State representatives Warren Kampf (R-157) and Duane Milne (R-167) each have a section of the PA Turnpike in their Districts and likewise their Districts overlap in the Paoli redevelopment project.  And like Governor Corbett, Republicans Kampf and Milne are both up for reelection in 2014. Milne is on record as supporting the transportation bill, stating in Main Line Suburban, “Without a substantial transportation bill, there is close to zero chance that the Paoli project gets funded in anywhere close to the foreseeable future. Our state is near the bottom in terms of its roads and transportation system. There is no revenue stream that will let us do first-class upgrades to our roads and infrastructure. If there’s no bill, it’s going to hurt our ability to do new projects like Paoli. We’ll be looking at the status quo or at a declining status quo.”

On the other hand, Kampf has been vocal in his opposition of the proposed transportation bill, at least in its present form.  Although Kampf in not questioning the need for infrastructure improvements, he objects to lifting the tax ceiling on gas wholesalers that would then be passed onto consumers as a means of paying for transportation improvements.  According to his Op-Ed article on TE Patch,  Kampf states that the, “passage of this legislation as it is today offers no guarantees for the future of that, or any other, local project.”   We know that there is no guarantee on project allocation in the funding bill but there is a flipside to this argument — What happens to the Paoli Transit Center project if the currently proposed transportation bill passes the House without Kampf’s signature?

With neighboring District state representatives at odds over the transportation bill, this could be the death knell for our local train station redevelopment project.  If the bill passes without Kampf’s support it seems probable that the funding for the Paoli Transit Center is likely to be used elsewhere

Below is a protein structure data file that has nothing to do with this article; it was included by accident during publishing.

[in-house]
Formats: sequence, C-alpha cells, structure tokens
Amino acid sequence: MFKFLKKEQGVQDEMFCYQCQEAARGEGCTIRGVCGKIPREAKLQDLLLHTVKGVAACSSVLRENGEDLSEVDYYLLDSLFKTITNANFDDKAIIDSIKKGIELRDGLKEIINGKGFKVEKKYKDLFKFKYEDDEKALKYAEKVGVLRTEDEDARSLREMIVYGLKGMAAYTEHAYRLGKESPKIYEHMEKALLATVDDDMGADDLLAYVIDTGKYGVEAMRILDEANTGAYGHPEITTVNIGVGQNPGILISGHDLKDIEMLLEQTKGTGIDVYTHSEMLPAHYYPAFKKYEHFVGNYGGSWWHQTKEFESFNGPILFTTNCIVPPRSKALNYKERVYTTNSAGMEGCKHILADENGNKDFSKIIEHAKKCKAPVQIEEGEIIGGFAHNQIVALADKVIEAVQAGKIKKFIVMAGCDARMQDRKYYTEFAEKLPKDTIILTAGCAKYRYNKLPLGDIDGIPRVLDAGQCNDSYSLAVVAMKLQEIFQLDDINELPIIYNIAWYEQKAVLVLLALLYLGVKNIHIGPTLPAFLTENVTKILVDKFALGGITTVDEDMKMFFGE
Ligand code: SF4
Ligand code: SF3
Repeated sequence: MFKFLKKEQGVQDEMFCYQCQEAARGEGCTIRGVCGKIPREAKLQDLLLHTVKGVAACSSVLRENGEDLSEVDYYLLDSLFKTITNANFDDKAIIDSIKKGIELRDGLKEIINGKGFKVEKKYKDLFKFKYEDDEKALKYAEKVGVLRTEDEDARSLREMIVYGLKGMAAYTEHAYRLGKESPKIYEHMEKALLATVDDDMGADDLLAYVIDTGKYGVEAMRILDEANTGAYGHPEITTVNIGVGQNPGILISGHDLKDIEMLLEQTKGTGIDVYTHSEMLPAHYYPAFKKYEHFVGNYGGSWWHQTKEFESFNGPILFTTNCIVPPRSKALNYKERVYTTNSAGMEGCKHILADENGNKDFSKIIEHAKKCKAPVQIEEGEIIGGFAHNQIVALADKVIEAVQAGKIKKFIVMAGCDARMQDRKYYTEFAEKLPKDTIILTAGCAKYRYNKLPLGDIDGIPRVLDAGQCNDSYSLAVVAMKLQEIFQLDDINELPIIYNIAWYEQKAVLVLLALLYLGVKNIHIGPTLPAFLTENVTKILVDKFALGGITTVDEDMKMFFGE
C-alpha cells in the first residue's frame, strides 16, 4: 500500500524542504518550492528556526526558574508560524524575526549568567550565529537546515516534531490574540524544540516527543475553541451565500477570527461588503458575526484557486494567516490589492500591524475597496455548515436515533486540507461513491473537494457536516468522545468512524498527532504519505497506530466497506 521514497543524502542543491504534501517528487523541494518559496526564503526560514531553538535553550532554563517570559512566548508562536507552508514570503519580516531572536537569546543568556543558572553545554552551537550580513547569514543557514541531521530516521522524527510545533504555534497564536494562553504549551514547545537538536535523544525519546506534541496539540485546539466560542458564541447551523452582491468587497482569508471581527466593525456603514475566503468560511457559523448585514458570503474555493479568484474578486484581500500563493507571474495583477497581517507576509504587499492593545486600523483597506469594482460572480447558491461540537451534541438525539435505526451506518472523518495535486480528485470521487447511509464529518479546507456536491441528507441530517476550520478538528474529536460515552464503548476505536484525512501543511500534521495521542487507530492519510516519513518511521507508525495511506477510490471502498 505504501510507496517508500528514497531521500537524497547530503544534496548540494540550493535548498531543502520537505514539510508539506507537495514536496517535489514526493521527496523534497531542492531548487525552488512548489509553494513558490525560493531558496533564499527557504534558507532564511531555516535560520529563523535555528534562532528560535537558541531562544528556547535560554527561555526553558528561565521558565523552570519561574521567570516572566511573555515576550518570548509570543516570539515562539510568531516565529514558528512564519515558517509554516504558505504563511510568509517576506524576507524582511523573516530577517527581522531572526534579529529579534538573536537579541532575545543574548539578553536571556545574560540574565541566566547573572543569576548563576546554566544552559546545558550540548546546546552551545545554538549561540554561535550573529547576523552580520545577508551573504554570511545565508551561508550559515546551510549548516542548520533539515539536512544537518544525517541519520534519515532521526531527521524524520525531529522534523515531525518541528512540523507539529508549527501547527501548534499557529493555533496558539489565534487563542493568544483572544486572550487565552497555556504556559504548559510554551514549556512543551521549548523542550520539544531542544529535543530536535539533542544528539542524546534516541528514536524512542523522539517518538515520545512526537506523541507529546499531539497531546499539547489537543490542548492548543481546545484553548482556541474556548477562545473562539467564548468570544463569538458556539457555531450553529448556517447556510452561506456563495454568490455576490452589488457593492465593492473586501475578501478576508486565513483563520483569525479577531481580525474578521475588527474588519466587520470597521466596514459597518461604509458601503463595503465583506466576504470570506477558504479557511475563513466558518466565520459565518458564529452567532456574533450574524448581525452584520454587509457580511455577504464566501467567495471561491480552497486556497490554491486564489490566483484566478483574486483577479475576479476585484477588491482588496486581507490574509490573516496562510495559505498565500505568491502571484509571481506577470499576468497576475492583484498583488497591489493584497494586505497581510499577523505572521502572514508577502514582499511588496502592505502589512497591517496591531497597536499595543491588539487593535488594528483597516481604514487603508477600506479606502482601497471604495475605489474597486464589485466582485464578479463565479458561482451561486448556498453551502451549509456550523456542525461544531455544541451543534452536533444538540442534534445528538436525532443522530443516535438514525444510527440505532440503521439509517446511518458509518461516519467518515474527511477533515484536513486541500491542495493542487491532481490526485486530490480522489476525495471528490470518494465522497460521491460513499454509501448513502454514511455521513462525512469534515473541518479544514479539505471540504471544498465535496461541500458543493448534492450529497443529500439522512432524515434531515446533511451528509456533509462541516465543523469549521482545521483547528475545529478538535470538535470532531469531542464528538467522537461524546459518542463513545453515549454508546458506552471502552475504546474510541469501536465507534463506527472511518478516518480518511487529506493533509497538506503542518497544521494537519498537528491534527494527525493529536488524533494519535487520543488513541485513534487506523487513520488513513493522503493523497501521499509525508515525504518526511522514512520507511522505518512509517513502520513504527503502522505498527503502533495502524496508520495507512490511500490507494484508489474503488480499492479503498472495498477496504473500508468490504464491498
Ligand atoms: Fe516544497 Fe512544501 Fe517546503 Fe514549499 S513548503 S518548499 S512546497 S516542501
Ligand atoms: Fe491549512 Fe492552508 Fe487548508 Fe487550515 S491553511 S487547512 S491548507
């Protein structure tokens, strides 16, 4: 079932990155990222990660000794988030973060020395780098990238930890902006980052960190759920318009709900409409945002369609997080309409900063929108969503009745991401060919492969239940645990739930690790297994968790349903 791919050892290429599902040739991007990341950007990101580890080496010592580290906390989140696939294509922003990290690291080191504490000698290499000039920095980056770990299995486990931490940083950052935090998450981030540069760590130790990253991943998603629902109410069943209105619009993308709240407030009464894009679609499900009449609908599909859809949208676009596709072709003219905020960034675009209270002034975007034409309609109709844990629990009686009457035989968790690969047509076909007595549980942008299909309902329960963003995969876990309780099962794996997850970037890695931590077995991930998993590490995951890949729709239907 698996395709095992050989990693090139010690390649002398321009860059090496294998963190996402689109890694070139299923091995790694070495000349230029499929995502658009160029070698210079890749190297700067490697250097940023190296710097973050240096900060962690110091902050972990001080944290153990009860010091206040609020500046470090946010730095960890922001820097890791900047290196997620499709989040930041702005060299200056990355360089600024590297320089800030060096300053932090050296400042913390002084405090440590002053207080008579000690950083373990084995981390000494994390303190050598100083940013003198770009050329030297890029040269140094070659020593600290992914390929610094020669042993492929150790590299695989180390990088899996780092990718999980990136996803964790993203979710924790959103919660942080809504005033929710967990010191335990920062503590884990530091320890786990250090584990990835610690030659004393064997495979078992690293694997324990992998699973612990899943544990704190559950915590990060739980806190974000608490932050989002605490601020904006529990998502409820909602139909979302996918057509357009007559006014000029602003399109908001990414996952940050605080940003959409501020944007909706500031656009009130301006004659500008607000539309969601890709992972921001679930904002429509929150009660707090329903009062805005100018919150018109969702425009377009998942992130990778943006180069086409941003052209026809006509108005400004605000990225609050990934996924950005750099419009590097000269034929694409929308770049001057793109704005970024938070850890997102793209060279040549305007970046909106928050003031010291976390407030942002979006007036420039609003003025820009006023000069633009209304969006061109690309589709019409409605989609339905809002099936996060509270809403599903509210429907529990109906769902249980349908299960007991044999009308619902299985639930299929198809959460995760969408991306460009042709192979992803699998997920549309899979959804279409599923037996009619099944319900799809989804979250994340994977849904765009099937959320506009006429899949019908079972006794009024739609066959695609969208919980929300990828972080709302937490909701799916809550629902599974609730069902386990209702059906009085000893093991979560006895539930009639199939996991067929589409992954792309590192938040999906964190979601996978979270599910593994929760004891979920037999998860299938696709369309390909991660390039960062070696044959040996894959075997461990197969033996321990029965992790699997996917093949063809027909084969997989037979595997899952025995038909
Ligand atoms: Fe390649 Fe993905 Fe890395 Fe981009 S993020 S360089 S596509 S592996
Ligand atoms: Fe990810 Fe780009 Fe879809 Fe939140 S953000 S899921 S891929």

I understand that Rep. Kampf does not want to increase taxes and is particularly concerned about what the increase in gas tax could mean to seniors, families, and small businesses that are already struggling. Kampf claims that the majority of the constituents who have contacted him do not support an increase in gas taxes to fund road, bridges and transit system improvements.  As one of his constituents, I disagree.  If he spoke to the 4,000 residents in the Great Valley, Chesterbrook and Glenhardie areas impacted by the PA Turnpike widening and sound wall project, I’m guessing that they too would encourage his support of the transportation funding bill.

With a reelection campaign ahead in 2014, is Kampf’s political calculus that the voters will punish him for supporting the transportation bill if it means raising the cost of gas.  In my opinion, it is more likely that the voters will punish him if he doesn’t support the bill, especially if it means the loss of the Paoli Transit Center and the PA Turnpike projects for Tredyffrin.

It’s difficult for elected officials to support a tax increase when they are not running for office – but when its election year, the task is all but impossible.  If Corbett does not have the proposed transportation funding bill on his desk in 2013, it seems unlikely that it will resurface in 2014 (election year).

The infrastructure in Pennsylvania is in trouble and our roads, bridges, tunnels and transit systems are not going to fix themselves – they need funding and the money has to come from somewhere.  The clock is running down for State lawmakers to maake a decision on transportation funding.